Barendd Nobeard

  First, the story of how this mini came to be.

I posted this story on Eric Noah's boards, but rather than make you jump over there to read it, I've included it here.



On the last day of GenCon, I experienced my personal highlight--the best moment of the convention.

In Living Greyhawk, I play a dwarf with no beard. This is not a character for whom it's easy to find an accurate miniature.

So, I toddle off to the Reaper booth. I talk to Joseph, who helps me pick out a dwarven figure with a (relatively) small beard. He suggests I snip off the beard and use putty to fix anything that needs fixing; then let it dry; and voila! Beardless dwarf mini. He also tells me that the artist who sculpted this particular mini, Sandra Garrity, is sitting right over there. Joseph is sure she'll give me some tips on how to modify the mini.

(Can you guess where this is heading?)

I go over to Sandy and explain my problem. Like many others, she is momentarily surprised at the concept of a dwarf without a beard. I am about to ask for tips on how to do the transformation, when she offers, "I'll do it for you."

Picking my jaw off the floor, I eagerly agree. I chat with her, and she chats with other people who walk by, as she takes her tools and gets to work. First, she snips off the beard with pliers. She does a few other things, too, like filing down (or snipping off) beard parts attached to other parts of the mini. Then she takes some green putty, and begins applying it to the dwarf's mangled face and chest.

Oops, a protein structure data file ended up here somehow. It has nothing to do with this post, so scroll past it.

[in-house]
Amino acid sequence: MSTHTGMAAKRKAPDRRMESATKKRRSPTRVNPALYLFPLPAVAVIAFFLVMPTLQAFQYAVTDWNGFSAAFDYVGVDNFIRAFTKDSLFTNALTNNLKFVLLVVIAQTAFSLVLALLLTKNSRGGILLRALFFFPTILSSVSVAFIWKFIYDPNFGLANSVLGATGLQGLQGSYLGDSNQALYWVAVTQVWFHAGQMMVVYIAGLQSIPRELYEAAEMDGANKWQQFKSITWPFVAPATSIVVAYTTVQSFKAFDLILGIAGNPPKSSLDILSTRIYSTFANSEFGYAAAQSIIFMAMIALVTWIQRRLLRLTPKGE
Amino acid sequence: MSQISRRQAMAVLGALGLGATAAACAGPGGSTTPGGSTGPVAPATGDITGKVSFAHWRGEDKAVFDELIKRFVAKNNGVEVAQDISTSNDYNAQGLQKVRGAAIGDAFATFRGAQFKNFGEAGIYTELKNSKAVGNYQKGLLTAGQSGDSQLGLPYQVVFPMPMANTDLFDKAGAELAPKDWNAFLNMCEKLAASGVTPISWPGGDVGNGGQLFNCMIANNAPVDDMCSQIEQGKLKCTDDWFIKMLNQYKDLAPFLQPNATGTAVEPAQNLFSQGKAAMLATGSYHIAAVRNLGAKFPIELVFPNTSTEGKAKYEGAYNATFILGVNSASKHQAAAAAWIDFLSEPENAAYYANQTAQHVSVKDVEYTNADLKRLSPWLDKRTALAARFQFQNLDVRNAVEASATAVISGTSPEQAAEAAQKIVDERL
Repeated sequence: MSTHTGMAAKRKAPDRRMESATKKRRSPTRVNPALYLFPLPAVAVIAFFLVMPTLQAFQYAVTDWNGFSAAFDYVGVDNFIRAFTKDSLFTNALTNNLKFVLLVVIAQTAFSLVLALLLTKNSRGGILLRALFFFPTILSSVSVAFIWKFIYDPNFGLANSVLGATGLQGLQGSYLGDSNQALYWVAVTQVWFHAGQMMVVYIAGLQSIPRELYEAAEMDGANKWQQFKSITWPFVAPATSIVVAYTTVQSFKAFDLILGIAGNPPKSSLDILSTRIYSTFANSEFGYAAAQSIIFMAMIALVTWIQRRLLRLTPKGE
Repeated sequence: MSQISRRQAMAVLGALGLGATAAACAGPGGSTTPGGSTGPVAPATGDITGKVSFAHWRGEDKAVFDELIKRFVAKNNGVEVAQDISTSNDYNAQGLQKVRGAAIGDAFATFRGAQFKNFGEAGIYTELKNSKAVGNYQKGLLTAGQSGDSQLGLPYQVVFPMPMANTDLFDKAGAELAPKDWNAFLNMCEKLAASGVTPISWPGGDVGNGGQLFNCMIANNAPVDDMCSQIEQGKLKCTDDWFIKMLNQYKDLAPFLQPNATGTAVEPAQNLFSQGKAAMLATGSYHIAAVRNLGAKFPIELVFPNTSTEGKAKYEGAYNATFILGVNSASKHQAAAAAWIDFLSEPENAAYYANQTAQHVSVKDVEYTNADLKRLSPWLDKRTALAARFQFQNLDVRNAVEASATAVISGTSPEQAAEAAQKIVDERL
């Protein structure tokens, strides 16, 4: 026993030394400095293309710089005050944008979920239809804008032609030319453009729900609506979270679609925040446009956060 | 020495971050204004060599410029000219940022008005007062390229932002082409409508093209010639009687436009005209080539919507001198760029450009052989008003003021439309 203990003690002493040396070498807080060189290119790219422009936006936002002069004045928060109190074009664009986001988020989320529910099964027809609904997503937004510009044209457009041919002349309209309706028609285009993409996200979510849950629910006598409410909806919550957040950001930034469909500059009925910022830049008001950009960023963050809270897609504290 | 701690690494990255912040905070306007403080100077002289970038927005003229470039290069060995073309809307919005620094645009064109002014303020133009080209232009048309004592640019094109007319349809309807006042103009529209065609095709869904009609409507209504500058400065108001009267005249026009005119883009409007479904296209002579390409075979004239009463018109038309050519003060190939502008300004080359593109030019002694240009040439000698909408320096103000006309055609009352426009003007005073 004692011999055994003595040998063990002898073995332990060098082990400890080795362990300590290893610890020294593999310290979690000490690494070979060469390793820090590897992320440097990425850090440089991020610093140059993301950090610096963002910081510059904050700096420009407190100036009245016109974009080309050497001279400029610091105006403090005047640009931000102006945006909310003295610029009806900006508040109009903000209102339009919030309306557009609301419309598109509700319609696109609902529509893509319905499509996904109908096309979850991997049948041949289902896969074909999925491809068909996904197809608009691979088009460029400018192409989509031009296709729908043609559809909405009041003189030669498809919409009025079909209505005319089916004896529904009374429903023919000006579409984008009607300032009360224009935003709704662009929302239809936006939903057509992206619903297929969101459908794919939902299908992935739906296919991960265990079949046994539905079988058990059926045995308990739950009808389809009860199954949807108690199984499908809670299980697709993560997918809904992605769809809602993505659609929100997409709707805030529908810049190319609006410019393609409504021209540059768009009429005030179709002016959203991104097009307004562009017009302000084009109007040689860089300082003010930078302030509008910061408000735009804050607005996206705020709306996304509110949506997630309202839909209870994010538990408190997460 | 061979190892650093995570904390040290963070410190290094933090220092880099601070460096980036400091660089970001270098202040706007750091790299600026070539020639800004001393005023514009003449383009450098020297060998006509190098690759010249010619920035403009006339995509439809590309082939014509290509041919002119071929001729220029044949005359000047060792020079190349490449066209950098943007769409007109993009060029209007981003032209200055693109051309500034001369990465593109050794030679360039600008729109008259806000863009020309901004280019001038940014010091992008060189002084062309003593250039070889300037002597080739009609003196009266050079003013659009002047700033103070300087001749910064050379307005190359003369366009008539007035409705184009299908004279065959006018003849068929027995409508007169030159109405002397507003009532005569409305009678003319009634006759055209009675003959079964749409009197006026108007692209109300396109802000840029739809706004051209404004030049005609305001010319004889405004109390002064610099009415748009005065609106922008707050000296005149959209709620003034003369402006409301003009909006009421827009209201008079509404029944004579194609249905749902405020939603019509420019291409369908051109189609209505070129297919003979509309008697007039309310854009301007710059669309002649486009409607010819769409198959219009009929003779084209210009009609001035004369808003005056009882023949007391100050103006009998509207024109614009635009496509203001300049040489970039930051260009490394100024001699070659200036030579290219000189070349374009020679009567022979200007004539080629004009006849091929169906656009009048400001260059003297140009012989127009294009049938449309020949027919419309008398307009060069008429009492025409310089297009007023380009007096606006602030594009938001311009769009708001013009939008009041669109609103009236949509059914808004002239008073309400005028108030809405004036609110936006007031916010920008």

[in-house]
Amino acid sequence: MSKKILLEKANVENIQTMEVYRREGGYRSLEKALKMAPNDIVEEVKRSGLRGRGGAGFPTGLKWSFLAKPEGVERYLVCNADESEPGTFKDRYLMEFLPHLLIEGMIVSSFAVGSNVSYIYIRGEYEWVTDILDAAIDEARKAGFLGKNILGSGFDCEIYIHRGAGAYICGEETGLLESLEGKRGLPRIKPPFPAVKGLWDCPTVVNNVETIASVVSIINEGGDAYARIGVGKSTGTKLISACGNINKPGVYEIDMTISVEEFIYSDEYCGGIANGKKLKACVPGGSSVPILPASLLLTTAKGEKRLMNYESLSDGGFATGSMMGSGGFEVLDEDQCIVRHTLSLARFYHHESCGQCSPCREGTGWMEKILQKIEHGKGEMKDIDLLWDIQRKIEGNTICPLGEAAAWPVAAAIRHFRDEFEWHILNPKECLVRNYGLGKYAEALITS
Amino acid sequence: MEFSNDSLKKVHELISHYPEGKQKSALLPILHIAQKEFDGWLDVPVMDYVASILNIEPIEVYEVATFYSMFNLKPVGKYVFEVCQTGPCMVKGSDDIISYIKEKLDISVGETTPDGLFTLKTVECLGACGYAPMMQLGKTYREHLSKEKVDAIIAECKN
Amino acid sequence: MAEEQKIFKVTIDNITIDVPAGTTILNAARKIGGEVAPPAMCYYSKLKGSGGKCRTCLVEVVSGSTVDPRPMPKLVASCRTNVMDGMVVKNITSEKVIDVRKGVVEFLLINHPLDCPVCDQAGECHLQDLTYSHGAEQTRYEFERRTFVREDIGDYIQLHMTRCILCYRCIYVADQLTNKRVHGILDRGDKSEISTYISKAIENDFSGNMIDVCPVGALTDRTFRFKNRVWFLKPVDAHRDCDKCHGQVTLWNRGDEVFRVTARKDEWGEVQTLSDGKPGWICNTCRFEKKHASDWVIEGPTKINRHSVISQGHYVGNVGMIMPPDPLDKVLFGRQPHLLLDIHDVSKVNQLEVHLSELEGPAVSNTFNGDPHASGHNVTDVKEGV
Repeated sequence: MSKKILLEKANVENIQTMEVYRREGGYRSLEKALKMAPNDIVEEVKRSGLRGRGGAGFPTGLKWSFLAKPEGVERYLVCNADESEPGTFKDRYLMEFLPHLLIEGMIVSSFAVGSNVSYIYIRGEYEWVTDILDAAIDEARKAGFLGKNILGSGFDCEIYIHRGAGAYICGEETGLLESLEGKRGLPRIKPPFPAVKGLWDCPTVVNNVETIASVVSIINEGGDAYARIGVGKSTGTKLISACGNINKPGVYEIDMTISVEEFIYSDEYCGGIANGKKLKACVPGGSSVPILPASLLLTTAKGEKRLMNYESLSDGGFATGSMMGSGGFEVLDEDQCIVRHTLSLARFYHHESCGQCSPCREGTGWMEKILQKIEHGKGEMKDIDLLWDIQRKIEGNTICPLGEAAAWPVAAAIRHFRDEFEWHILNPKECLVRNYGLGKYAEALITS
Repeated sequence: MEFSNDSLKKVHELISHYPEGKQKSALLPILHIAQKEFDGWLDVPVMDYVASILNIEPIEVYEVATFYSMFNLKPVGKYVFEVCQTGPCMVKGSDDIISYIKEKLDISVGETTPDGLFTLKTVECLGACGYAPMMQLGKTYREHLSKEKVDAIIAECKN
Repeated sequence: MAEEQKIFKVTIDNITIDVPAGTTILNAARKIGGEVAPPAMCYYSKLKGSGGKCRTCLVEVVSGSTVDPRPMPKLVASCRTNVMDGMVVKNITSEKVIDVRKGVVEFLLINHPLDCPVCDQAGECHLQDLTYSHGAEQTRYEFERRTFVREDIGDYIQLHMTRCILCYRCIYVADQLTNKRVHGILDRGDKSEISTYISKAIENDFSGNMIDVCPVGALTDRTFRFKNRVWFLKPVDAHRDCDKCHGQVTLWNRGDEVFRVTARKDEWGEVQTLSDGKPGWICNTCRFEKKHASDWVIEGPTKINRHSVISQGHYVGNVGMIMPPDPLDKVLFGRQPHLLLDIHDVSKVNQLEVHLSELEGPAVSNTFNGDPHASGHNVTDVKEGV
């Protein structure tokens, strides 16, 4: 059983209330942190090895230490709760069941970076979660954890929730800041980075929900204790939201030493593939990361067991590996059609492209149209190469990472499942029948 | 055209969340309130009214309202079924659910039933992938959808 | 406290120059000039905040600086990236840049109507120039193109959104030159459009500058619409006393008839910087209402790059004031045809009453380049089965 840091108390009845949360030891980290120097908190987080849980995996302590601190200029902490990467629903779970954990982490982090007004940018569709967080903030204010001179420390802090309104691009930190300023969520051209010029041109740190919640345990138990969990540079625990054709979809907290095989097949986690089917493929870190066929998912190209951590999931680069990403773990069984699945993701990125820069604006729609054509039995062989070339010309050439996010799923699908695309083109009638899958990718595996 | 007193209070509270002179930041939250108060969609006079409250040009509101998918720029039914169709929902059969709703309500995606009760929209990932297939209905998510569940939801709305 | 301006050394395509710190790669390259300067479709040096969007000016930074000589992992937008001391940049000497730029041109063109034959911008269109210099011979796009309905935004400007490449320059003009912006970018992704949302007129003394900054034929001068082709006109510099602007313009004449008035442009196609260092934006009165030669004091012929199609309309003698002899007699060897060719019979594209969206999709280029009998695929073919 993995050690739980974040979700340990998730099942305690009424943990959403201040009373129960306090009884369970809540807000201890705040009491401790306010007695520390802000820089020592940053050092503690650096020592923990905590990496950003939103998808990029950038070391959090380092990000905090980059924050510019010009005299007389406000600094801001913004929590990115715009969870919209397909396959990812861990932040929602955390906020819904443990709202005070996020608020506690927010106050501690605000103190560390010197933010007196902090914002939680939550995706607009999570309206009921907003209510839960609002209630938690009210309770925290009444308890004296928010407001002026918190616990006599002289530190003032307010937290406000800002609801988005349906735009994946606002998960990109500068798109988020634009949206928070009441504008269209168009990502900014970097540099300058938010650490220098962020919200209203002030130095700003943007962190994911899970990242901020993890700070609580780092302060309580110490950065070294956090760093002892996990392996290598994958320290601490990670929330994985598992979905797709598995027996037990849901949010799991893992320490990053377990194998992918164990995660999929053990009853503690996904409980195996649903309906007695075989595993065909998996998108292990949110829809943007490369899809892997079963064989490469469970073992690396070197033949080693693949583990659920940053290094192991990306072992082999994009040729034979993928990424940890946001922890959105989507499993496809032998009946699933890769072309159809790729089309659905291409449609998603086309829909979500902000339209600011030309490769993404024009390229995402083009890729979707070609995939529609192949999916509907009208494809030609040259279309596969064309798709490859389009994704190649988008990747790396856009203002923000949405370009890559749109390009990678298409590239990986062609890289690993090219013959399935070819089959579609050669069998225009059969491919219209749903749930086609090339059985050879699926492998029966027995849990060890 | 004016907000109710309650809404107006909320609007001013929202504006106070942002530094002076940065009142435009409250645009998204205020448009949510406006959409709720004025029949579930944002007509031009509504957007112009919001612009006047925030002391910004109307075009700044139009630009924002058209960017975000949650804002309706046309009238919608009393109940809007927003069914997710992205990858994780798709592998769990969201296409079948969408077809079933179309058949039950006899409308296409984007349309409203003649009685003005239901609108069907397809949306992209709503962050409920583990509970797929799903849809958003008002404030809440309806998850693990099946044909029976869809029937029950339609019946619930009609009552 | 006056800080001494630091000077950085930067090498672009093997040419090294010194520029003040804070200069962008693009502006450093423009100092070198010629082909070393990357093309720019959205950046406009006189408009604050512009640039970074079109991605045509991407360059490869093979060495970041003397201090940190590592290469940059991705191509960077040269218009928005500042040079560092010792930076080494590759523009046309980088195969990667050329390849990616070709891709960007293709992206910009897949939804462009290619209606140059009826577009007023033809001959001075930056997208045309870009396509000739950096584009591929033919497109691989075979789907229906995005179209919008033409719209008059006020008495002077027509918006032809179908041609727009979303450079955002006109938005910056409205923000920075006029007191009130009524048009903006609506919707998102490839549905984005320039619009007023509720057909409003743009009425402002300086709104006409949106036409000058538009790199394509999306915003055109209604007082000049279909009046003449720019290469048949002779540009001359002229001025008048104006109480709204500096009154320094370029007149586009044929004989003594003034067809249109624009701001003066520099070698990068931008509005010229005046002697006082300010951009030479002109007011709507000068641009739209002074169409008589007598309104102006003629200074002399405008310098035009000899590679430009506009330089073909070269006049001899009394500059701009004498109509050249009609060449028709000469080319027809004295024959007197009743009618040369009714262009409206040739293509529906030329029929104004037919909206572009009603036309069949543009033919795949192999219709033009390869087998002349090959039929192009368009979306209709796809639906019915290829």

(I don't really know her or anything, but I'll keep referring to her as "Sandy" just because Ms. Garrity sounds too formal.)

Sandy asks me what facial expression I want on the dwarf! "Smile or frown?" I go for the frown, since my dwarf is pretty bitter about the whole 'no beard' thing.

When she's done with the face, Sandy asks me what kind of armor I want on him. I say 'chain shirt' because that's what my character wears. She applies the putty, and then shows me how to make the putty into chain mail. She makes it look very easy, and I am actually lulled into enough self-confidence to think that maybe someday I'll try this. Fortunately for now, the artist is doing the work and I am just watching. She finishes up the mini and asks me if it looks all right.

I tell her, once again (for I have said it at least once, if not several times) that this is the highlight of my Con! She then takes care to put the mini in a plastic box (the one used to prop up her table tent), taping it quite securely to the box so it won't fall over and rub against the sides, ruining the putty. She tells how to let it dry and then I can paint it.

Unfortunately, I don't have my camera with me, so I ask if it's o.k. if I come back later to take her picture. She says sure. I leave and return about an hour later.

I took a picture of Sandy with the altered mini. The picture isn't so good, and you can't see the mini because of the flash, but you can see Sandy.

I bought the mini for $2.40 - best thing I bought at GenCon! I went back and bought another one to use for a "Before" image....and then plunked down $25 for a Cthulhu set since I played CoC Friday night for the first time.

Wow. What a way to end a con! Even my non-RPG wife was impressed.

Sandra Garrity, holding the mini she altered for me, at GenCon 2001.


Here's my unique mini, Barendd Nobeard. Originally sculpted by Sandra Garrity, and altered by her at GenCon 2001.


Here'a shot of Repear mini #2052 - Fredrick Ironfist (left), standing next to my one-of-a-kind altered version, Barendd Nobeard.
The green putty is kind of distracting, so I can't wait to get him painted so he's not a two-toned Franken-mini.


Another shot of Fredrick Ironfist and Barendd Nobeard.


Barendd Nobeard--painted by Tony Merlock. Obviously, I need to touch up the paint job--he's been a busy little adventurer.


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